During the Civil War, General Robert E. Lee was a highly-respected military mind. After the official surrender of the Confederate forces on April 9, 1865, however, he became just another chapter in U.S. history.
Lee went from being a well-known leader to a defeated older man with an uncertain future. He was trained at West Point and later became its superintendent, but his life as a soldier ended the day the Confederacy ended. Lee was officially pardoned by Abraham Lincoln, who was, at that point, the last President standing. Then, Lee had nowhere to go. Even his home was lost with the end of the war.
General Robert E. Lee’s estate was smack in the middle of what became a national cemetery. That’s right: Lee made his home in Arlington, Virginia before the Civil War changed the course of destiny. Lee moved, with his family, to Lexington, Virginia and became the president of Washington College.
An inglorious end
It was not a prestigious post or a high-paying one, but it suited Lee. At the war’s end, Lee wanted only to live a quiet life… and to become a citizen of the United States again. He signed an oath of amnesty in 1865, asking to become a citizen once more.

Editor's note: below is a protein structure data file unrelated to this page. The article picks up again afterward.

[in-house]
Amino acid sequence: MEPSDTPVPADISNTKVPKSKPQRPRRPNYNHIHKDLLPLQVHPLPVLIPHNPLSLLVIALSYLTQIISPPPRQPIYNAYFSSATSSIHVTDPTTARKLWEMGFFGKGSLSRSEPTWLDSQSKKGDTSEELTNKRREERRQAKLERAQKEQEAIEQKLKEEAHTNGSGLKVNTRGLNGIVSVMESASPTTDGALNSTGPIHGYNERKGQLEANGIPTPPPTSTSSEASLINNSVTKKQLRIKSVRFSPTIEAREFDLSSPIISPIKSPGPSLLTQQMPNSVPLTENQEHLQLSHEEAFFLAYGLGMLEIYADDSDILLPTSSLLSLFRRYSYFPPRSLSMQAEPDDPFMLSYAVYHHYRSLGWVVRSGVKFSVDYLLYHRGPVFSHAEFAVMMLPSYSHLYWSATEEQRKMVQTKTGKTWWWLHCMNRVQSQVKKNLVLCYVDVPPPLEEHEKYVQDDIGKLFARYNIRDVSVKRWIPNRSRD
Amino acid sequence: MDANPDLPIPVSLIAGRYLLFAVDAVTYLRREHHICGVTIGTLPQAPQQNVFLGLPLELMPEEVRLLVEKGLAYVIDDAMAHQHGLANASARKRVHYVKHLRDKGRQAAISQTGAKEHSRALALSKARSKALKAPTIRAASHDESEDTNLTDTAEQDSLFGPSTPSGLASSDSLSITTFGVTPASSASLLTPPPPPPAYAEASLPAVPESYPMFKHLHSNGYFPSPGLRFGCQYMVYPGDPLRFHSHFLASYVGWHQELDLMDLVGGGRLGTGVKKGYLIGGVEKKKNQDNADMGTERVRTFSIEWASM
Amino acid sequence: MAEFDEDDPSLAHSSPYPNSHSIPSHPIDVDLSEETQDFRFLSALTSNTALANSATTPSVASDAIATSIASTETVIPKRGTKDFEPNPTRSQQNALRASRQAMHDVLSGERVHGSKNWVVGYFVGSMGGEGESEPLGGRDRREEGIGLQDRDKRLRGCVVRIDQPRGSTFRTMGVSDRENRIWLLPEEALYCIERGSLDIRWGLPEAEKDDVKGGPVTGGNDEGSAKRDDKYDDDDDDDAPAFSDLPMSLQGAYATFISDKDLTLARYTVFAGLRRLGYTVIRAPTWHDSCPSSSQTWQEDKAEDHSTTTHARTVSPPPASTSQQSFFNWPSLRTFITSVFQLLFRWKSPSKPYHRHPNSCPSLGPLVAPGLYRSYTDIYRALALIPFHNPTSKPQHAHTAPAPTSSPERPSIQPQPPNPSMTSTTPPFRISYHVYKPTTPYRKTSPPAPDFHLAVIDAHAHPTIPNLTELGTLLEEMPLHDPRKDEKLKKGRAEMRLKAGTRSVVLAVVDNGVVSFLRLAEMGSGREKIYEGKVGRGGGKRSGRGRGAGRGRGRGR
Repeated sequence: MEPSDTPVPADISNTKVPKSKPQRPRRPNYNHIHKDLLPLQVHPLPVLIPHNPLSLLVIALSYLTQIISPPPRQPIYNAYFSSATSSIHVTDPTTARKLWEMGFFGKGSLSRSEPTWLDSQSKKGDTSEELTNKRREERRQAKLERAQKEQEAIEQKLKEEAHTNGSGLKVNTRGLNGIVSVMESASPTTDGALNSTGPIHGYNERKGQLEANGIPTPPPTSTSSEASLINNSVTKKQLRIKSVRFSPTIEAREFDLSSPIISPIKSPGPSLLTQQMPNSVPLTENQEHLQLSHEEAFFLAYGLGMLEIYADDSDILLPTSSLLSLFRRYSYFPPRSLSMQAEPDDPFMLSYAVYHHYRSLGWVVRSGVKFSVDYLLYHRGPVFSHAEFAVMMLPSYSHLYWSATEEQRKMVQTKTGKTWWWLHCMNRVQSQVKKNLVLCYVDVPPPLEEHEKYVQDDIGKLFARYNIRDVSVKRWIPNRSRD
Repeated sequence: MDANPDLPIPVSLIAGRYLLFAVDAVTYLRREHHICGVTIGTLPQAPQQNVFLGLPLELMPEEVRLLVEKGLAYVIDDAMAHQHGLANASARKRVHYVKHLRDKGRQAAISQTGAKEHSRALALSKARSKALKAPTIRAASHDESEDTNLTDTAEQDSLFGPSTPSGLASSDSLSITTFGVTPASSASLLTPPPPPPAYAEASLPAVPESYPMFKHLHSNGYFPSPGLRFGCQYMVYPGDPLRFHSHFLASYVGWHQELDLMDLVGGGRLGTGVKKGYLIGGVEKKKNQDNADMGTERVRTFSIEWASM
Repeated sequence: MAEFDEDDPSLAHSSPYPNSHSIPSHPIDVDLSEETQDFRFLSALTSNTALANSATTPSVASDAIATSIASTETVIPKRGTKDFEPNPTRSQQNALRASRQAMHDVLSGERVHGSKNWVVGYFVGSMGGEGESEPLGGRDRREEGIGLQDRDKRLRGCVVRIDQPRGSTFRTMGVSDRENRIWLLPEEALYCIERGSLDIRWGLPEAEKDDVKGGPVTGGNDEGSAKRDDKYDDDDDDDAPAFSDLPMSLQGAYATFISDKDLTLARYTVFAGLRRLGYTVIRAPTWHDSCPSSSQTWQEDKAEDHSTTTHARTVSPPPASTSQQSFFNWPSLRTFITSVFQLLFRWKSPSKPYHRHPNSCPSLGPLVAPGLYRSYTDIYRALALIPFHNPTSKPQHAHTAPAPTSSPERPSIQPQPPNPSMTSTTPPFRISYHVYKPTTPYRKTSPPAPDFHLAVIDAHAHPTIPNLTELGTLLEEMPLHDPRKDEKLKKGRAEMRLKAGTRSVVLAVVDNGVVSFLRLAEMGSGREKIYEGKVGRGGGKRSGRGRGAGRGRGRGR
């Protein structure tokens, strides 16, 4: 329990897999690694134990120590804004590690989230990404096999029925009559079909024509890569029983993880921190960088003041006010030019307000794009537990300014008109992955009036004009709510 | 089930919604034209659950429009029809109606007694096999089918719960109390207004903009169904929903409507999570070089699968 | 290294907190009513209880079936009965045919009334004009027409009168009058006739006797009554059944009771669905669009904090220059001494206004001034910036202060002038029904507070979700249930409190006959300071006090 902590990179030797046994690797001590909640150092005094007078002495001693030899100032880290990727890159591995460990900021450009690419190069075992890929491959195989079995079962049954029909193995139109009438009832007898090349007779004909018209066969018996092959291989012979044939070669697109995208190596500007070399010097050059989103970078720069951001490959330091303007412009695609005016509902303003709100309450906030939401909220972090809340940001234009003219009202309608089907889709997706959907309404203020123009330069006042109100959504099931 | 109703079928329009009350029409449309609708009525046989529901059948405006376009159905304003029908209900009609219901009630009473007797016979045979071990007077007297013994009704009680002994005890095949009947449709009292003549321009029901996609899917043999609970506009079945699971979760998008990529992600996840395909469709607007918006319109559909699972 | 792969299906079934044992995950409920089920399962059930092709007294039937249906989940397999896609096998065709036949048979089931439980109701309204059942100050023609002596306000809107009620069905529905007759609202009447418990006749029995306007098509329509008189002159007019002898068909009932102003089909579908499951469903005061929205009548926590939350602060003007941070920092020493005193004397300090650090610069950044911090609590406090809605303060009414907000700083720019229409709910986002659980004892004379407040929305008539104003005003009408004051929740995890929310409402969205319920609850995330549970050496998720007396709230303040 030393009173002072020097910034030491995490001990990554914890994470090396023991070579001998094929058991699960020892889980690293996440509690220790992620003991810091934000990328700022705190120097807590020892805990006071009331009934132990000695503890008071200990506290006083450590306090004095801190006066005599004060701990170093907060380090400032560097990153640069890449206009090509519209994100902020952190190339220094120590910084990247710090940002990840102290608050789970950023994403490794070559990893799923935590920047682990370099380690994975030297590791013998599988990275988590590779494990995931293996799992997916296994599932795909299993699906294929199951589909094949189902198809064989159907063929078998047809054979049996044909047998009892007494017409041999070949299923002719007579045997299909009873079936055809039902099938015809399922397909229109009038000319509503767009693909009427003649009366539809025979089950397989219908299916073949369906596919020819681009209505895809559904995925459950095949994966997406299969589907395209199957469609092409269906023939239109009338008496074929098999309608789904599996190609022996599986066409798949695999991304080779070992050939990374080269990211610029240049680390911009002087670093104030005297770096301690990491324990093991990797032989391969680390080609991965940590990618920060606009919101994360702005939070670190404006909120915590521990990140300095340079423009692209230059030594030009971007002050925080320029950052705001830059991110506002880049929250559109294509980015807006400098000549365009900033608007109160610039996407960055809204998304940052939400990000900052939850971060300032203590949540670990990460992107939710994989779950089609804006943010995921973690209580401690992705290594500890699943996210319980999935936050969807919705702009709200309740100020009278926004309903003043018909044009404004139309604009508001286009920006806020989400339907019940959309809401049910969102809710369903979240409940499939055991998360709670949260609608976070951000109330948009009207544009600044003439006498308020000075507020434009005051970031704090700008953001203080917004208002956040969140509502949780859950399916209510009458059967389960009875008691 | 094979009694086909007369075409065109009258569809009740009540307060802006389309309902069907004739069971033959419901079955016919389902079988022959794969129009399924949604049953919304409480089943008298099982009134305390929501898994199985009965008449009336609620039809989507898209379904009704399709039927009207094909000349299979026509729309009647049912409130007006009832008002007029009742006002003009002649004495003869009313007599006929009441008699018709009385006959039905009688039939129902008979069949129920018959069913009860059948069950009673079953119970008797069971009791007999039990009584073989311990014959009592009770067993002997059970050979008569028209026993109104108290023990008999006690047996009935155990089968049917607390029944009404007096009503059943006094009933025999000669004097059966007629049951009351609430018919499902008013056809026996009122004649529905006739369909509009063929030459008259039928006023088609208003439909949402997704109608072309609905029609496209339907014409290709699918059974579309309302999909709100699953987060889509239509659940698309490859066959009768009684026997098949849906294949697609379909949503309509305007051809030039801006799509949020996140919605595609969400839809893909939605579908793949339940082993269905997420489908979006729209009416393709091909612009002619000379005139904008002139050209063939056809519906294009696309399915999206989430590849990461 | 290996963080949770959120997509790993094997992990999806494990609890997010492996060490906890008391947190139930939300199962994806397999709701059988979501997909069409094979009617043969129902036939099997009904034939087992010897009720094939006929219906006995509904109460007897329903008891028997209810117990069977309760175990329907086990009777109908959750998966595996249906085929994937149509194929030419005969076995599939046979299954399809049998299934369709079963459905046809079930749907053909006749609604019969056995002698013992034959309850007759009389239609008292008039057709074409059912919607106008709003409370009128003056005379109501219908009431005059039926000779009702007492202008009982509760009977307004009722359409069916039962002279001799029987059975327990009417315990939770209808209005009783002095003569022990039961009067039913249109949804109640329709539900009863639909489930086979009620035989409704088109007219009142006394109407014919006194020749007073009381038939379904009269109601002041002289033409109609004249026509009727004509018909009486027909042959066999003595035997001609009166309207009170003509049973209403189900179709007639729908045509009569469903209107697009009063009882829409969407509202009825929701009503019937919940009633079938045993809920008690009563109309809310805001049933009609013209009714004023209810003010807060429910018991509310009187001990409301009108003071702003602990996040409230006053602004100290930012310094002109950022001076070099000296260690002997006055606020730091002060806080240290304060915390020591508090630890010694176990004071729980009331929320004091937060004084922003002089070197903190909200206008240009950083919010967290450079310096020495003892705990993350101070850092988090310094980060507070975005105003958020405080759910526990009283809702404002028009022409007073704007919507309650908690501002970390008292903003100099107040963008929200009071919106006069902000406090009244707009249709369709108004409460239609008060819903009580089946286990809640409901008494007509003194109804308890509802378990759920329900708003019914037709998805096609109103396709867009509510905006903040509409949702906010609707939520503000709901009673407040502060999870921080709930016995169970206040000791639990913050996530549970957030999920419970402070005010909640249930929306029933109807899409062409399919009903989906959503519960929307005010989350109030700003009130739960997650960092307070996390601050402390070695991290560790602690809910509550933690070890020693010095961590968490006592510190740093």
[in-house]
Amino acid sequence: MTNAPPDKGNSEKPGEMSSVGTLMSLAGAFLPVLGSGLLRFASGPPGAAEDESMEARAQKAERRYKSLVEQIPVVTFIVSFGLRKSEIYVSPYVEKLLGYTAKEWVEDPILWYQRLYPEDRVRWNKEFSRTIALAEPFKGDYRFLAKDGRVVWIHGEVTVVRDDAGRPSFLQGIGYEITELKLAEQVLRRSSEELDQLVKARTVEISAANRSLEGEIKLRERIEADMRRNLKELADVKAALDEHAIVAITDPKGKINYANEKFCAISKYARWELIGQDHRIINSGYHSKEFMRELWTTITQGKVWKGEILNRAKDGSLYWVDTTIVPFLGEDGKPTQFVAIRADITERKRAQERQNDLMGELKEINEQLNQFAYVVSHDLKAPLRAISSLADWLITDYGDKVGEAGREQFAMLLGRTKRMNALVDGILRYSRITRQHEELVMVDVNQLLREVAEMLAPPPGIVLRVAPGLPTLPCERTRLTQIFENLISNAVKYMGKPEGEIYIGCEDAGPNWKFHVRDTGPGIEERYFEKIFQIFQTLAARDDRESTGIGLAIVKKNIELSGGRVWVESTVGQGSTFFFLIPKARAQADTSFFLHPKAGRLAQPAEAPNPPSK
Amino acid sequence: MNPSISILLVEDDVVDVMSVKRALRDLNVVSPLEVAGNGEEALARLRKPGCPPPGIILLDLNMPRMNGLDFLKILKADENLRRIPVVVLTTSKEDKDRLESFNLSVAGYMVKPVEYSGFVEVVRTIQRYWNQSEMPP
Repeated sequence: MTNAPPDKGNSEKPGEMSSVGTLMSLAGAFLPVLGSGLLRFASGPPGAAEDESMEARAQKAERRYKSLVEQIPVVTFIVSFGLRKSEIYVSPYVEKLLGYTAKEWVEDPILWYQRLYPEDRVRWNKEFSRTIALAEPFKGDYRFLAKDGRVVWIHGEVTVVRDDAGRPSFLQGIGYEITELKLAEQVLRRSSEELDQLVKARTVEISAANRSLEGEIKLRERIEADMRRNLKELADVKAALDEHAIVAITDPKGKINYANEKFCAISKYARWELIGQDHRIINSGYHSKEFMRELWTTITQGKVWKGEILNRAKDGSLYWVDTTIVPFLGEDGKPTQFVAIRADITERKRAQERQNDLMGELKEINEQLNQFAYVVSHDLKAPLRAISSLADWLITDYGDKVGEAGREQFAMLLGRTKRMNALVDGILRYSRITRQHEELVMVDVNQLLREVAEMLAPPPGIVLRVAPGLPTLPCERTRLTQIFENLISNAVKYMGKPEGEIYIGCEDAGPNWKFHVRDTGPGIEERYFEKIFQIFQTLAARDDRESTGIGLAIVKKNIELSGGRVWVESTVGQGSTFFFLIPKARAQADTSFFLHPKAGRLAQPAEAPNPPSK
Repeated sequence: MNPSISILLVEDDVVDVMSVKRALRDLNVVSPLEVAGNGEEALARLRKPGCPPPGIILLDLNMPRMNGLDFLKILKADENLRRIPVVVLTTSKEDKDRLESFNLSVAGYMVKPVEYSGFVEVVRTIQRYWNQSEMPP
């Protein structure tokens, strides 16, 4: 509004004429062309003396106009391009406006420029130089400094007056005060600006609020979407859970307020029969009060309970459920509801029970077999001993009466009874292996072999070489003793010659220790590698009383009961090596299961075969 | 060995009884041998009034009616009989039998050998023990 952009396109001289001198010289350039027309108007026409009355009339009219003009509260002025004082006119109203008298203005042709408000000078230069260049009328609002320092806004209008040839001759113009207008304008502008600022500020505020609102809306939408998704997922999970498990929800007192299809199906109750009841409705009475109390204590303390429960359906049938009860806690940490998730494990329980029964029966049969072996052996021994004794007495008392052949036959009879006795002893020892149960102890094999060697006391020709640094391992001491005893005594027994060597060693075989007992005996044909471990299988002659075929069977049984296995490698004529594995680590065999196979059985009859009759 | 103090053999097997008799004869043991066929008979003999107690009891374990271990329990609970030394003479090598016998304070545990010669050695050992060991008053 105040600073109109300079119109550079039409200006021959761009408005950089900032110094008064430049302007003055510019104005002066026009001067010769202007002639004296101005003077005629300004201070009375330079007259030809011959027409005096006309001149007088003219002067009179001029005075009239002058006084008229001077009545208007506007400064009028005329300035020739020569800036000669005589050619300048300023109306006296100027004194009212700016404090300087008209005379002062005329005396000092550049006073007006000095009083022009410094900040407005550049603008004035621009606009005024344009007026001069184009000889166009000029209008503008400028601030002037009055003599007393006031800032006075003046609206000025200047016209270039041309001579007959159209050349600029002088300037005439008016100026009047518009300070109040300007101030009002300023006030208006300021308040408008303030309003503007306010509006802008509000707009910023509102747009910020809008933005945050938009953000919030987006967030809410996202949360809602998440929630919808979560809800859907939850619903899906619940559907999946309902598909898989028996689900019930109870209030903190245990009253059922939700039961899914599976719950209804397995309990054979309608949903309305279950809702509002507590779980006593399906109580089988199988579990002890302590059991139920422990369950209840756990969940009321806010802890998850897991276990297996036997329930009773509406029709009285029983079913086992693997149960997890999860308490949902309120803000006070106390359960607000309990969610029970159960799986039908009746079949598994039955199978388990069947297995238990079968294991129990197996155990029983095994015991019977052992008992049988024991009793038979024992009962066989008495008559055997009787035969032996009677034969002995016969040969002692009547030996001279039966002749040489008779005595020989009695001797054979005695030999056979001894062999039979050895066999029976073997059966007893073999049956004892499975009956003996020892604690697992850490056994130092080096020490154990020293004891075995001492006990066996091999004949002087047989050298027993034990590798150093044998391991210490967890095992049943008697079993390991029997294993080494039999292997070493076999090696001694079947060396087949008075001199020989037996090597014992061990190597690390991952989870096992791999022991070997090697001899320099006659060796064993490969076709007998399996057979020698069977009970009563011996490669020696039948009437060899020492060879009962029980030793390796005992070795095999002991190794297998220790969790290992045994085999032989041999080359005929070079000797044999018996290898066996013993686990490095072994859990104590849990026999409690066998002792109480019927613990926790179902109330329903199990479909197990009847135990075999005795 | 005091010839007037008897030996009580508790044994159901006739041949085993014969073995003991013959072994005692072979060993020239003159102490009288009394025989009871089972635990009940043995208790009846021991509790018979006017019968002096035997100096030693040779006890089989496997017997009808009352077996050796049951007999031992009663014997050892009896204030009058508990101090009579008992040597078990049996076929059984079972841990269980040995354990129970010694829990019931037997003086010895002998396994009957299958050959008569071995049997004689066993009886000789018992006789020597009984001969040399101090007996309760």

A twist of fate, or perhaps a quiet act of malice, caused Lee’s paperwork to be lost. The oath was never officially filed, and Lee was never again a citizen of the U.S. in his lifetime. That piece of paper stayed lost for a century and was only found later in the National Archives. Lee died as a guest of the United States on October 12, 1870, of heart failure.
The final chapter
In August 1975, at a ceremony at Arlington House, President Gerald Ford re-instated General Lee’s citizenship to the United States. Lee’s body is buried on the grounds of Washington College, which today is known as Washington and Lee University. This is not much of a legacy for a man who was, at one time, one of the country’s greatest military strategists.
Lee was also a southerner, and on the wrong side of a conflict that continues to ring down through history. Today, Lee is still reviled by many. Statues and pictures of him are found offensive, and others have used Lee’s likeness as a rallying cry to promote racism. But in the end, Lee was an American who was fighting for a cause that he believed in. The cause was misguided. Lee was misguided. In life and in death, he paid for his mistake many, many times over.